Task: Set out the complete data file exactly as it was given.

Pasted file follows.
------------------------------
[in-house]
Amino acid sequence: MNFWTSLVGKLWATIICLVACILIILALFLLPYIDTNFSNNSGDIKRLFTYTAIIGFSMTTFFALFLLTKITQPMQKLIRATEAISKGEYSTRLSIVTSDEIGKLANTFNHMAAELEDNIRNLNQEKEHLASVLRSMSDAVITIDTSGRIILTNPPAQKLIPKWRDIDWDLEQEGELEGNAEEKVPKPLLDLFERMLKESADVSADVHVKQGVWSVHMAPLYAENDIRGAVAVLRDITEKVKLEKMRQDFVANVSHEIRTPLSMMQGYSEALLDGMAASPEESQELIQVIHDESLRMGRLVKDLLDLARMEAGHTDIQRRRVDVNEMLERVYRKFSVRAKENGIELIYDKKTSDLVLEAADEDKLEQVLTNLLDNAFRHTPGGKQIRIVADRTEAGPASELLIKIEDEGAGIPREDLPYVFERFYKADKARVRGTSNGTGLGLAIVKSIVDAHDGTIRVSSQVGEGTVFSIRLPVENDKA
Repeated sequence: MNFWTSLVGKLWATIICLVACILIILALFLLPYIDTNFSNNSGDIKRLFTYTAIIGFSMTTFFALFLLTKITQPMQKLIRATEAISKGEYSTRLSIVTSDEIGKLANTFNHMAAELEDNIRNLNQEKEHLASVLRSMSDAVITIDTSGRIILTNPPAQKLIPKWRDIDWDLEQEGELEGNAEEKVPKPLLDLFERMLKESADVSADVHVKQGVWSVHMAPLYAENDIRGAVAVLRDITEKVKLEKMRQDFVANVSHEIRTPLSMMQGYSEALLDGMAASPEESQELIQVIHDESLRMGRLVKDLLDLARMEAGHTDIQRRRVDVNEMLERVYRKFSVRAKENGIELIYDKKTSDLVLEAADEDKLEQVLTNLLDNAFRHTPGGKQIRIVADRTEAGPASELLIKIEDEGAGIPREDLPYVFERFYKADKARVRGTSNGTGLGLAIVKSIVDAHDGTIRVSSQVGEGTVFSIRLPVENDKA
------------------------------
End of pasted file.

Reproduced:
[in-house]
Amino acid sequence: MNFWTSLVGKLWATIICLVACILIILALFLLPYIDTNFSNNSGDIKRLFTYTAIIGFSMTTFFALFLLTKITQPMQKLIRATEAISKGEYSTRLSIVTSDEIGKLANTFNHMAAELEDNIRNLNQEKEHLASVLRSMSDAVITIDTSGRIILTNPPAQKLIPKWRDIDWDLEQEGELEGNAEEKVPKPLLDLFERMLKESADVSADVHVKQGVWSVHMAPLYAENDIRGAVAVLRDITEKVKLEKMRQDFVANVSHEIRTPLSMMQGYSEALLDGMAASPEESQELIQVIHDESLRMGRLVKDLLDLARMEAGHTDIQRRRVDVNEMLERVYRKFSVRAKENGIELIYDKKTSDLVLEAADEDKLEQVLTNLLDNAFRHTPGGKQIRIVADRTEAGPASELLIKIEDEGAGIPREDLPYVFERFYKADKARVRGTSNGTGLGLAIVKSIVDAHDGTIRVSSQVGEGTVFSIRLPVENDKA
Repeated sequence: MNFWTSLVGKLWATIICLVACILIILALFLLPYIDTNFSNNSGDIKRLFTYTAIIGFSMTTFFALFLLTKITQPMQKLIRATEAISKGEYSTRLSIVTSDEIGKLANTFNHMAAELEDNIRNLNQEKEHLASVLRSMSDAVITIDTSGRIILTNPPAQKLIPKWRDIDWDLEQEGELEGNAEEKVPKPLLDLFERMLKESADVSADVHVKQGVWSVHMAPLYAENDIRGAVAVLRDITEKVKLEKMRQDFVANVSHEIRTPLSMMQGYSEALLDGMAASPEESQELIQVIHDESLRMGRLVKDLLDLARMEAGHTDIQRRRVDVNEMLERVYRKFSVRAKENGIELIYDKKTSDLVLEAADEDKLEQVLTNLLDNAFRHTPGGKQIRIVADRTEAGPASELLIKIEDEGAGIPREDLPYVFERFYKADKARVRGTSNGTGLGLAIVKSIVDAHDGTIRVSSQVGEGTVFSIRLPVENDKA